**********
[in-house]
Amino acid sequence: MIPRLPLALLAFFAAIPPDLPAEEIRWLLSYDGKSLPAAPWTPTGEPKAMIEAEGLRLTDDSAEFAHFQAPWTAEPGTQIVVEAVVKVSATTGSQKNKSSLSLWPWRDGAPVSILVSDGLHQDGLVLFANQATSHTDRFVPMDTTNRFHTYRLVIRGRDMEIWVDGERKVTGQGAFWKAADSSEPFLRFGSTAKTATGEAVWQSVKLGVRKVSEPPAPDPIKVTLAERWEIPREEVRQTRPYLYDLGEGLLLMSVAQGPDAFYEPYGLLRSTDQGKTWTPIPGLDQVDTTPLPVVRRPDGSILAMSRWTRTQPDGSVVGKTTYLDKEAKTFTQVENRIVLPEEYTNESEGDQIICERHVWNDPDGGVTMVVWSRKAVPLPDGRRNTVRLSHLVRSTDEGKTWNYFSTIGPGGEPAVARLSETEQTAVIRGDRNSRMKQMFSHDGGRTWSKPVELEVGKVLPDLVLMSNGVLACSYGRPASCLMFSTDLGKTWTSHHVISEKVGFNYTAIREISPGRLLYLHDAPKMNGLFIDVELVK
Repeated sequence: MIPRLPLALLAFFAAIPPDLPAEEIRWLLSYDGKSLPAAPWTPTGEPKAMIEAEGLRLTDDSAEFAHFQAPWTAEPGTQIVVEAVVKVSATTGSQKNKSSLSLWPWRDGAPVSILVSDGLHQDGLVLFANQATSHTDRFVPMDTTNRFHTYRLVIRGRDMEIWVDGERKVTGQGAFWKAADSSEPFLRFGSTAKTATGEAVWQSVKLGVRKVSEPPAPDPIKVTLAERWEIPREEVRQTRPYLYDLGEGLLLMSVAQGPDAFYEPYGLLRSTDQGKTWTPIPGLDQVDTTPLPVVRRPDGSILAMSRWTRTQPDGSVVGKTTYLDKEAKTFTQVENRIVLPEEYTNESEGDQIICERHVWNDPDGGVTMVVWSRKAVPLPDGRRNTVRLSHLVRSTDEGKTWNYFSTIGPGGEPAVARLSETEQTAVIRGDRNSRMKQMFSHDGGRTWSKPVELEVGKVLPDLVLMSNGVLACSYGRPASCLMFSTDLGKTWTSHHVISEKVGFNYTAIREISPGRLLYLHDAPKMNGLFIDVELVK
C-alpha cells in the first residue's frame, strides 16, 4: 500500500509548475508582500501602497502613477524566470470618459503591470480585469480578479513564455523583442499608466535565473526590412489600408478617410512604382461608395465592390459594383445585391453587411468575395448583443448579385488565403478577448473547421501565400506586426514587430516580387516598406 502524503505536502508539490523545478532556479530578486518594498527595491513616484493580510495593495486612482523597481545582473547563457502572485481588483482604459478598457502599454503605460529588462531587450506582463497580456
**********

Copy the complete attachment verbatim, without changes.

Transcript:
[in-house]
Amino acid sequence: MIPRLPLALLAFFAAIPPDLPAEEIRWLLSYDGKSLPAAPWTPTGEPKAMIEAEGLRLTDDSAEFAHFQAPWTAEPGTQIVVEAVVKVSATTGSQKNKSSLSLWPWRDGAPVSILVSDGLHQDGLVLFANQATSHTDRFVPMDTTNRFHTYRLVIRGRDMEIWVDGERKVTGQGAFWKAADSSEPFLRFGSTAKTATGEAVWQSVKLGVRKVSEPPAPDPIKVTLAERWEIPREEVRQTRPYLYDLGEGLLLMSVAQGPDAFYEPYGLLRSTDQGKTWTPIPGLDQVDTTPLPVVRRPDGSILAMSRWTRTQPDGSVVGKTTYLDKEAKTFTQVENRIVLPEEYTNESEGDQIICERHVWNDPDGGVTMVVWSRKAVPLPDGRRNTVRLSHLVRSTDEGKTWNYFSTIGPGGEPAVARLSETEQTAVIRGDRNSRMKQMFSHDGGRTWSKPVELEVGKVLPDLVLMSNGVLACSYGRPASCLMFSTDLGKTWTSHHVISEKVGFNYTAIREISPGRLLYLHDAPKMNGLFIDVELVK
Repeated sequence: MIPRLPLALLAFFAAIPPDLPAEEIRWLLSYDGKSLPAAPWTPTGEPKAMIEAEGLRLTDDSAEFAHFQAPWTAEPGTQIVVEAVVKVSATTGSQKNKSSLSLWPWRDGAPVSILVSDGLHQDGLVLFANQATSHTDRFVPMDTTNRFHTYRLVIRGRDMEIWVDGERKVTGQGAFWKAADSSEPFLRFGSTAKTATGEAVWQSVKLGVRKVSEPPAPDPIKVTLAERWEIPREEVRQTRPYLYDLGEGLLLMSVAQGPDAFYEPYGLLRSTDQGKTWTPIPGLDQVDTTPLPVVRRPDGSILAMSRWTRTQPDGSVVGKTTYLDKEAKTFTQVENRIVLPEEYTNESEGDQIICERHVWNDPDGGVTMVVWSRKAVPLPDGRRNTVRLSHLVRSTDEGKTWNYFSTIGPGGEPAVARLSETEQTAVIRGDRNSRMKQMFSHDGGRTWSKPVELEVGKVLPDLVLMSNGVLACSYGRPASCLMFSTDLGKTWTSHHVISEKVGFNYTAIREISPGRLLYLHDAPKMNGLFIDVELVK
C-alpha cells in the first residue's frame, strides 16, 4: 500500500509548475508582500501602497502613477524566470470618459503591470480585469480578479513564455523583442499608466535565473526590412489600408478617410512604382461608395465592390459594383445585391453587411468575395448583443448579385488565403478577448473547421501565400506586426514587430516580387516598406 502524503505536502508539490523545478532556479530578486518594498527595491513616484493580510495593495486612482523597481545582473547563457502572485481588483482604459478598457502599454503605460529588462531587450506582463497580456